Non-tuberculous mycobacterial pulmonary disease
S.Â Cowman,Â J.Â van Ingen,Â D.Â Griffith,Â M.R.Â Loebinger
European Respiratory JournalÂ 2019;Â DOI:Â 10.1183/13993003.00250-2019
Nontuberculous mycobacterial pulmonary disease (NTM-PD) is a challenging infection which is becoming increasingly prevalent, particularly in the elderly, for reasons which are unknown. Whilst underlying lung disease is a well-established risk factor for NTM-PD, it may also occur in apparently healthy individuals. No single common genetic or immunological defect has been identified in this group, and it is likely that multiple pathways contribute towards host susceptibility to NTM-PD which further interact with environmental and microbiological factors leading to the development of disease.
The diagnosis of NTM-PD relies on the integration of clinical, radiological and microbiological results. The clinical course of NTM-PD is heterogeneous, with some patients remaining stable without the need for treatment and others developing refractory disease associated with considerable mortality and morbidity. Treatment regimens are based on the identity of the isolated species, drug sensitivity testing (for some agents) and the severity of disease. Multiple antibiotics are typically required for prolonged periods of time and treatment is frequently poorly tolerated. Surgery may be beneficial in selected cases. In some circumstances cure may not be attainable and there is a pressing need for better regimens to treat refractory and drug-resistance NTM-PD.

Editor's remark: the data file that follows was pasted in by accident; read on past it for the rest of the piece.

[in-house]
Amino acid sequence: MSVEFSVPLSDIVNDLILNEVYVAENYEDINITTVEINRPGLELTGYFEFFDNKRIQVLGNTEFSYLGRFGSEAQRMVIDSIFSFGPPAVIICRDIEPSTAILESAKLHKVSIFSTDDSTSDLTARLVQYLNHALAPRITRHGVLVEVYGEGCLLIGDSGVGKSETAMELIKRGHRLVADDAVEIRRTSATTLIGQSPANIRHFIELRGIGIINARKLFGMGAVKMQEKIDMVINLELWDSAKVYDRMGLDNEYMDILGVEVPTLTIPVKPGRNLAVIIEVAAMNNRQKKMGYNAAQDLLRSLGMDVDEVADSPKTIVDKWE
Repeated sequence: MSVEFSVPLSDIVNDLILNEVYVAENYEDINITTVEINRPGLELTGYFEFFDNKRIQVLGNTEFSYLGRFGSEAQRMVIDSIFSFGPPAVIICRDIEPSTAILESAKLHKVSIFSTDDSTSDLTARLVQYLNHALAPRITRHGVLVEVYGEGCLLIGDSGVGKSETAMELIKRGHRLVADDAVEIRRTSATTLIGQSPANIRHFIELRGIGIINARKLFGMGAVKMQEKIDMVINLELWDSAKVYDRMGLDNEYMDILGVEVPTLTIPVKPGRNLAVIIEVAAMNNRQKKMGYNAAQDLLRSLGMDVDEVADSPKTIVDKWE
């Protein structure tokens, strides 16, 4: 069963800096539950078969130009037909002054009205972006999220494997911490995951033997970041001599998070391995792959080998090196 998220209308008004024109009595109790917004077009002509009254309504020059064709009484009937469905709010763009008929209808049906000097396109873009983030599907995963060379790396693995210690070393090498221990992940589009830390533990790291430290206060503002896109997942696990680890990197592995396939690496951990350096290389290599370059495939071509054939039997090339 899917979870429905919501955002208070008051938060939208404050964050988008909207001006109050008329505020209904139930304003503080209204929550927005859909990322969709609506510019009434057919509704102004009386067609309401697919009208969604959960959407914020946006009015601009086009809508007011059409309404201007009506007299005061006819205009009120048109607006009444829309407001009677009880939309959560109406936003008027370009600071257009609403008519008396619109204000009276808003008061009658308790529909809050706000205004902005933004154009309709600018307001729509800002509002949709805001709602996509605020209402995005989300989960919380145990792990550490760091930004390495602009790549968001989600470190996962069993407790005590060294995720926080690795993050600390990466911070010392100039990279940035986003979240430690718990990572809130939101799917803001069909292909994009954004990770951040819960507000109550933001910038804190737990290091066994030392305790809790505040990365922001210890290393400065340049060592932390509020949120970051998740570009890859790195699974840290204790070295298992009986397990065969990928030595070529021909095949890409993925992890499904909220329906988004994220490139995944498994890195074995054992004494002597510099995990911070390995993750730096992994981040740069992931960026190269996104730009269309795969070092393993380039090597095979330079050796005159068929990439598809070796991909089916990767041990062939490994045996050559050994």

This review summarises current knowledge on the epidemiology, aetiology and diagnosis of NTM-PD and discusses the treatment of two of the most clinically significant species, theÂ M. aviumÂ andÂ M. abscessusÂ complexes, with a focus on refractory disease and novel therapies.
This manuscript has recently been accepted for publication in theÂ European Respiratory Journal. It is published here in its accepted form prior to copyediting and typesetting by our production team. After these production processes are complete and the authors have approved the resulting proofs, the article will move to the latest issue of theÂ ERJÂ online. Please open or download the PDF to view this article.
Conflict of interest: Dr. Cowman has nothing to disclose.
Conflict of interest: Dr. van Ingen has nothing to disclose.
Conflict of interest: Dr. Griffith reports grants, personal fees and non-financial support from Insmed Inc, outside the submitted work.
Conflict of interest: Dr. Loebinger reports personal fees from Insmed, personal fees from Savara, outside the submitted work.
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